Novell Cool Solutions: Trench
By Bryan Berns
Digg This -
Posted: 23 Dec 2002
Back in the day when Windows 98 was the prominent desktop for corporate and educational facilities, the QuickRes powertool from Microsoft was a convenience for multi-user environments. It allowed for easy switching between resolutions from the easily-accessible system tray.
For those of you that have moved to the later and greater NT-based operating systems, QuickRes was a lost gift. However, one programmer, David McCabe has delighted us with a re-make of QuickRes that will run properly under Windows NT environments. Named 'QuickResNT', it provides the same functionality and interface as its 98 predecessor.
Since David has done us the favor of providing the source code for the program, I have added some functionality to better suit our needs here at the University of Wisconsin -- Madison. These include:
- The removal of the ability from David's program to get into the Display Properties.
- The ability to set the resolution to a value specified in the registry upon program initialization or exit. This was engineered under the impression the current user may not enjoy the same size desktop that the previous user had preferred.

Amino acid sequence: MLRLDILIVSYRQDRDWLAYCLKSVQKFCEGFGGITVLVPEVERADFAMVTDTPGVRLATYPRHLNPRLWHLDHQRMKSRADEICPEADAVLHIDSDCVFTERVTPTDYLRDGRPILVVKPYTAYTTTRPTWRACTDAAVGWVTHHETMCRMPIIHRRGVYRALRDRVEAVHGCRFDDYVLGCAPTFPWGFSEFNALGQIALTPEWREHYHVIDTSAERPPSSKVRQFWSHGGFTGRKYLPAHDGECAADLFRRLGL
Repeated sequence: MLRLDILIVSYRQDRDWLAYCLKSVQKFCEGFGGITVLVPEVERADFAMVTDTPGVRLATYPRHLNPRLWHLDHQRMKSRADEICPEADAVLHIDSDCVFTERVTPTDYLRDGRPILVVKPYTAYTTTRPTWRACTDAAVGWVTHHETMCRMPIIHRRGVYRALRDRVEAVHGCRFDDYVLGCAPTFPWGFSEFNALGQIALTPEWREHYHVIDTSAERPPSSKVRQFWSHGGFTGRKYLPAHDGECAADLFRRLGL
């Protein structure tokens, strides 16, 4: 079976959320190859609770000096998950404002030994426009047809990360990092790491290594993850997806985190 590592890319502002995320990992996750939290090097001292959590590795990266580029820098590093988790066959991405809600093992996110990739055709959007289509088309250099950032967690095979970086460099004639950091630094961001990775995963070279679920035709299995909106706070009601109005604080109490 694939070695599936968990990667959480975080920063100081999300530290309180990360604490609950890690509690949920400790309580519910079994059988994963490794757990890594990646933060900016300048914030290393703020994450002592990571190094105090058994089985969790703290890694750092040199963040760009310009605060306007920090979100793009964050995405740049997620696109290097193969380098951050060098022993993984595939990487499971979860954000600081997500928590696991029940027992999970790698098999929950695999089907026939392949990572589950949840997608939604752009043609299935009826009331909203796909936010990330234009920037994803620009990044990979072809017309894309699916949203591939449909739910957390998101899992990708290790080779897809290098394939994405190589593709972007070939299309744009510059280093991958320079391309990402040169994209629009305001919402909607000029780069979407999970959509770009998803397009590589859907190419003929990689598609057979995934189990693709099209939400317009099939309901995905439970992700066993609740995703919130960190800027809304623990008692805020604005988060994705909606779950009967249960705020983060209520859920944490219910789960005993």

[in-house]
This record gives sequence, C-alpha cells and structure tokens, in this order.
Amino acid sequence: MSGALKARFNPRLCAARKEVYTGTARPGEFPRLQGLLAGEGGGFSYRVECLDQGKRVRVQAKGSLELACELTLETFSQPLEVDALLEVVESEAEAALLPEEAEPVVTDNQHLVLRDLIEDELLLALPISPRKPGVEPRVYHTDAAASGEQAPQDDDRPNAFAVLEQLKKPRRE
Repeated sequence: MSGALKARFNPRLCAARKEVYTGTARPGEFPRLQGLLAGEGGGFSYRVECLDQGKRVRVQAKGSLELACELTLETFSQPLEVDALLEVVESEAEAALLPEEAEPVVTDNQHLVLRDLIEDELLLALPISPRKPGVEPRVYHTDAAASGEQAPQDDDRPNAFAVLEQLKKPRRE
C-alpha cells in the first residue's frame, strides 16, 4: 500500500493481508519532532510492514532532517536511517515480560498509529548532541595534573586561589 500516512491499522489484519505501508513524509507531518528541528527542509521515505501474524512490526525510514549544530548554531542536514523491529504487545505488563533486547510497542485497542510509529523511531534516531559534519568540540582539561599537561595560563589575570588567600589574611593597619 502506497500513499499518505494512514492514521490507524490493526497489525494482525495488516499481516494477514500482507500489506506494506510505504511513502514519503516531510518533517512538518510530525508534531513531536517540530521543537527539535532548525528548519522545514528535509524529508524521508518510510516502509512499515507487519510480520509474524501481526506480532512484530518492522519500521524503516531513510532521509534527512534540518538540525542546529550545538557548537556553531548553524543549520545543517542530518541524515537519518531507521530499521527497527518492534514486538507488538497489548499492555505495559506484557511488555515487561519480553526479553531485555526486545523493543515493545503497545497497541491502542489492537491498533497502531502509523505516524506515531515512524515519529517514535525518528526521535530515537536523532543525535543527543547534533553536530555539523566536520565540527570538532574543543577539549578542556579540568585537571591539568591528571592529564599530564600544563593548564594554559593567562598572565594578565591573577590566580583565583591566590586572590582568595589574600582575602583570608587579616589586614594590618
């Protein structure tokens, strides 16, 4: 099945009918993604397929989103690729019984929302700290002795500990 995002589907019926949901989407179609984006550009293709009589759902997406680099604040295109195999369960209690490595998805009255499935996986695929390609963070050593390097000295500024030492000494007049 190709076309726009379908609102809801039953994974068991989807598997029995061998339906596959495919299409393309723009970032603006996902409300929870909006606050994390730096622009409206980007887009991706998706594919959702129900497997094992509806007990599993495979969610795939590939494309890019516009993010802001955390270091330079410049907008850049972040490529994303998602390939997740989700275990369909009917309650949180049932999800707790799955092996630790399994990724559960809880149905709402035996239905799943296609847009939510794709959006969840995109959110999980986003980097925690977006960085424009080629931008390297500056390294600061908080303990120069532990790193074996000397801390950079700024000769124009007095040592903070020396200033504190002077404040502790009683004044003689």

- Various bug fixes.
The link to my recompiled, updated binary can be found at this URL: http://berns.cae.wisc.edu/files/quickresnt/QuickResNT.exe
I also have provided a registry file containing an example group of settings that would cause the program to load the display defaults to a height of 768, a width of 1024, and color-quality of 32 bits-per-pixel, and a refresh of 75 Hz. The file is printed below and also available at the following URL:
[HKEY_LOCAL_MACHINE\SOFTWARE\QuickResNT] "HEIGHT"=dword:00000300 "WIDTH"=dword:00000400 "REFRESH"=dword:0000004b "COLOR"=dword:00000020 [HKEY_LOCAL_MACHINE\SOFTWARE\Microsoft\Windows\CurrentVersion\Run] "QuickResNT"="C:\\WINNT\\SYSTEM32\\QUICKRESNT.EXE"
Notice these values are in hexadecimal. For your settings, you could import them into the registry, change them, and re-export the file or you can use the Windows ?Calculator' program in scientific mode and convert your desired decimal settings to hexadecimal. (*smiles* - I do it in my head) The last two lines in the file cause Windows to load QuickResNT on startup (Assuming QuickResNT.EXE is located in C:\WINNT\SYSTEM). The advantage to this is that if a user sets the desktop to a certain resolution and the machine is hard-booted, when the next user accesses the machine, the program will restore the proper default settings.
The utility in theory should also run properly Windows-9X systems but I have not tested it. It can easily be distributed via a NAL object. Enjoy!
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